• The movie tried to cover so many things, I think it lost itself halfway there. We have the main character, and then we see all his problems: being gay, his neglectful mother, him being bullied, his absentee father, his lack of protection either with the law, at school and at home, his relationship with the drug dealer and his wife, etc. During the first act, the centre is in Juan, this new “father figure”; in the second act, the centre is in the mother’s addiction, the bullying and the secret, gay love affair; and by the third act, there are so many plot lines opened, there is no actual emotional centre (is it so we can see how his relationship with Juan affected him? Or how his mother affected him? Or how the bullies affected him? Or how Kevin affected him?). There are so many things in this movie, and so many emotional questions in the character, it feels too broad and overwhelming for just two hours.
  • Probably because of that, the third act was simply horrible. In a cliché and yet unbelievable turn of events (how can a cliché not work? I’m not really sure yet), Chiron is now a drug dealer with the typical (and expected) hard exterior, wanting to make you believe he’s not the shy, emotional kid anymore. But then, rather quickly we find that this is not true (not that we really believed this cliché act anyway). If Jenkins wanted to make him cold for a while, he should’ve at least made it last more than five minutes. This new “hard armor” is quickly destroyed by a simple call by Kevin (an exquisite scene, with surprisingly good dialogues, may I add),  and further destroyed then by a climatic visit to his mother, and finally the long-awaited unsurprising, forced, long and overly-emotional set of scenes with his long-lost love from High School (who’s now married and has kid), Kevin.

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  • This leads me to the unbelievability of this relationship. Kevin, this boy, was introduced too quickly by the end of the first act, and then is reintroduced in an awkward scene at the start of the second act (almost just so that we know he’s still there), then they meet randomly on a beach, smoke, kiss and well, I’ll leave some stuff to the imagination, and then he beats the hell out of Chiron (so the bullies don’t know he’s actually in love with him). Then comes the third act, many years later. From the quickness and superficiality of their relationship in the second act, I couldn’t believe they would actually still be in love with each other. It’s unrealistic. People move on. I sort of believed Chiron might still be affected by this other man, because of his shy and introverted nature (which apparently he hadn’t overcome it as he’d thought). But the fact that both of them are still in love, is just too sentimentalist from the writer’s part.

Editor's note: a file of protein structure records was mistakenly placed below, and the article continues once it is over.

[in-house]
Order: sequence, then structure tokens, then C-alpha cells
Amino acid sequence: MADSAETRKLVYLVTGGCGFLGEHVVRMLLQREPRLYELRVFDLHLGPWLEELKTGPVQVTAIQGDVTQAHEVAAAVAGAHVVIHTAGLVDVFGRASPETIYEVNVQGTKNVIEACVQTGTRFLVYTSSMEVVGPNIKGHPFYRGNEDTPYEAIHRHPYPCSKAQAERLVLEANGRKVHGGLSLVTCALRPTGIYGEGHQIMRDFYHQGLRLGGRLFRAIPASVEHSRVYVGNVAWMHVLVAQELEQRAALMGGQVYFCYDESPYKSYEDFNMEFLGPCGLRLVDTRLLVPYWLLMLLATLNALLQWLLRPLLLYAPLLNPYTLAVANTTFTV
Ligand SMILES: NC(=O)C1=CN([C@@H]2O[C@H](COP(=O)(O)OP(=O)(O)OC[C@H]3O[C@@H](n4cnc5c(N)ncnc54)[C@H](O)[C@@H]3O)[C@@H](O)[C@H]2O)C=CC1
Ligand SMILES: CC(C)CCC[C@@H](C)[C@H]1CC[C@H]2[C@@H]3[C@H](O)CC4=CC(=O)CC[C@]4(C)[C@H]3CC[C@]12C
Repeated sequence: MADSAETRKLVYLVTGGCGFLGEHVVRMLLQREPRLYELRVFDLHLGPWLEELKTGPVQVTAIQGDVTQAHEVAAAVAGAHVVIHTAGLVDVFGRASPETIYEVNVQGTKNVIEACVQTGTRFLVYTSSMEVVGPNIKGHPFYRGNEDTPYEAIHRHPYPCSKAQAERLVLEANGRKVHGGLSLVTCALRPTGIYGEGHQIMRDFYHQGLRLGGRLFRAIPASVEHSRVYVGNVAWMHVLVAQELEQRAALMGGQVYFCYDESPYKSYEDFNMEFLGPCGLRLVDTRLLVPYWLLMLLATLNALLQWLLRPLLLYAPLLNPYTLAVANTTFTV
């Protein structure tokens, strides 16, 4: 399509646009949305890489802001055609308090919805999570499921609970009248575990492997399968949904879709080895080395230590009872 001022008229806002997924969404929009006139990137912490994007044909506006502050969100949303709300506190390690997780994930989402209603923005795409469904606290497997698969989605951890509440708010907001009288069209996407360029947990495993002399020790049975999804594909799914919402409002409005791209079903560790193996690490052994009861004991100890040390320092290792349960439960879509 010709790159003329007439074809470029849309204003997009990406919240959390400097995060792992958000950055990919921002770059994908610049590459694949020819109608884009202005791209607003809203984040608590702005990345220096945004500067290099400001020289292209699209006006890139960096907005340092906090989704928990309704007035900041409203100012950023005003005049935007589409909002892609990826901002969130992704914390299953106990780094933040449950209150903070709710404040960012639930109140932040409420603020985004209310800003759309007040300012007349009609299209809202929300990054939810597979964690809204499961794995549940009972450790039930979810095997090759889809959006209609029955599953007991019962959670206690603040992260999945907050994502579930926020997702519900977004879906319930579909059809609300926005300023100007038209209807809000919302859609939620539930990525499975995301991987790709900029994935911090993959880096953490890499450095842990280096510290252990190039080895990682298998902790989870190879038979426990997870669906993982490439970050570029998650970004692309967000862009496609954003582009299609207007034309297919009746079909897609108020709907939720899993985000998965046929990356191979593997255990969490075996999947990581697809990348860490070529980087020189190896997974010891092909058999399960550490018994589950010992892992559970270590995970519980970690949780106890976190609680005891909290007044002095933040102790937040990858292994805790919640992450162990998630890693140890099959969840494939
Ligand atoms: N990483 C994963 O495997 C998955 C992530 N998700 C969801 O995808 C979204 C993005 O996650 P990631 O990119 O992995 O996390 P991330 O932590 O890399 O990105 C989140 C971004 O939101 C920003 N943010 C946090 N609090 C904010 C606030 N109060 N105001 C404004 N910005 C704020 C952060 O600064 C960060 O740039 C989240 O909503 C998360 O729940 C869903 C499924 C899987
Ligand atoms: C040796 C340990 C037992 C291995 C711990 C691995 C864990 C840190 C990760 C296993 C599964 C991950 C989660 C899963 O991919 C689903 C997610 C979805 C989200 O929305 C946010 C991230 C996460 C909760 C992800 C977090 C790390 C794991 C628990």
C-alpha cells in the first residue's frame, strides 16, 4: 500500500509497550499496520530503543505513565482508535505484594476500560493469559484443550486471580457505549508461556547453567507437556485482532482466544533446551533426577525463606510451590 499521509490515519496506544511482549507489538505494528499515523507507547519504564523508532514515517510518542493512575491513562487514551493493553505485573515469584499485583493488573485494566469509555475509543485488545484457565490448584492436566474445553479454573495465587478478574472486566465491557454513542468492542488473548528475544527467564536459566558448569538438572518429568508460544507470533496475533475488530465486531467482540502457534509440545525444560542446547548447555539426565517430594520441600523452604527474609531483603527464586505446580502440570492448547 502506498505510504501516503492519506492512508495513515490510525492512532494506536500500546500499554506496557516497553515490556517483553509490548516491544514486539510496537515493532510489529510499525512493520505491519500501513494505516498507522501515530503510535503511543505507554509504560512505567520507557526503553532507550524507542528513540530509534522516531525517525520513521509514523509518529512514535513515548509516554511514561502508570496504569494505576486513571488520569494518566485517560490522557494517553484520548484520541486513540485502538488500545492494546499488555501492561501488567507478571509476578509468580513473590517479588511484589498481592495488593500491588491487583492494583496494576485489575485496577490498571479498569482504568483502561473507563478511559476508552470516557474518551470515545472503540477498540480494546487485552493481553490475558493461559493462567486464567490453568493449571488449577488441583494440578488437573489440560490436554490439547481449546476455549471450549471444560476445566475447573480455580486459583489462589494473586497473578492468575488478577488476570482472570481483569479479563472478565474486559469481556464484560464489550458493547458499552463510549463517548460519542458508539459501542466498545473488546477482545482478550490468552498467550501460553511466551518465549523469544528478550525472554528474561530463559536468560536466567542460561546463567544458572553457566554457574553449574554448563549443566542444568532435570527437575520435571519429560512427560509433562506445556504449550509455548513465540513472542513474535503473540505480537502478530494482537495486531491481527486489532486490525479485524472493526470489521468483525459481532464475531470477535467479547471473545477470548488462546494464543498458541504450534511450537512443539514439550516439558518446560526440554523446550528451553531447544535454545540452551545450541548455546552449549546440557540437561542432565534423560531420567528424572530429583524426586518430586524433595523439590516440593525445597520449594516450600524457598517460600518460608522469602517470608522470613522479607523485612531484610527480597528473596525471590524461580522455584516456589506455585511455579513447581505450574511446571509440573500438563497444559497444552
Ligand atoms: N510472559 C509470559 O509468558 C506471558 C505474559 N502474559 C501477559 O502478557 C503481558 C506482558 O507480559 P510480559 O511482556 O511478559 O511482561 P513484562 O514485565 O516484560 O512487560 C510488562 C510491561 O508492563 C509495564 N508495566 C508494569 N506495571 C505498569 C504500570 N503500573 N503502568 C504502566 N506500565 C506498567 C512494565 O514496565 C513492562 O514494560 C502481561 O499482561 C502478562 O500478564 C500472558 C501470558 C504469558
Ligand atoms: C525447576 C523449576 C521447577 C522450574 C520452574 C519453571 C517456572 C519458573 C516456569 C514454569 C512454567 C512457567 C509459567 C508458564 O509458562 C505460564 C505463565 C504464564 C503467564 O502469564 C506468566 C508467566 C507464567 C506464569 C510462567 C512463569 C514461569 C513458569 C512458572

• Finally, Chiron’s relationship with Juan and Teresa, although promising, ended up being flat, and totally forgotten (thus useless) by the end of the film.

Who would I (or wouldn’t I) recommend it to

  • Even though this movie didn’t mesmerize me, and even though I didn’t love it as much as I wanted to, I would still recommend it to some people, after warning them I didn’t find it as good as everyone else apparently did.
  • I would recommend it to activists (or anyone with  activist ideals), people who like low-budget movies that surpassed expectations, people who like good movies, people who like the representation of minorities in movies, and people who like the games with colors and lights in movies (cinematographically speaking).
  • I would not recommend this to people who like movies more for writing than for direction, people who don’t like movies about controversial topics, and people who prefer simple movies like chick flicks and superhero movies.

Best scene or dialogue (if there was any that stood out)

The last scene with Chiron and his mother was honest, simple and heartbreaking. Probably the best and most effective scene in the movie. I could imagine a real mother telling this to a son.

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Also, the scene at the beginning when Chiron is not speaking was good.

Who stole the show?

Naomie Harris, and not because she was great the whole time, but for that last scene. That scene could get her the Oscar much like Patricia Arquette’s last scene in Boyhood gave her an Oscar (although Arquette’s performance throughout the film was more stable and better than Harris’). Too bad she is going against powerhouses who’ve had an Oscar coming for longer like Viola Davis, Michelle Williams, Felicity Jones, and even Greta Gerwig.

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Do I predict this movie will have any actual nominations?

Yes, and what’s more, I believe it has a chance of winning some. Not so much because I believe it deserves them, but because of last year’s Oscars-so-white controversy. This movie is perfect to balance this out, with an all-black cast. However, there is also Fences to cover the spot that could’ve been covered by “Straight Outta Compton” or “Tangerine” last year.

Overall thoughts

The concept and idea of the movie was deeper than the actual execution. There is promise here, but overall, not so much art as plain sentimentality.

Stars

2.5/5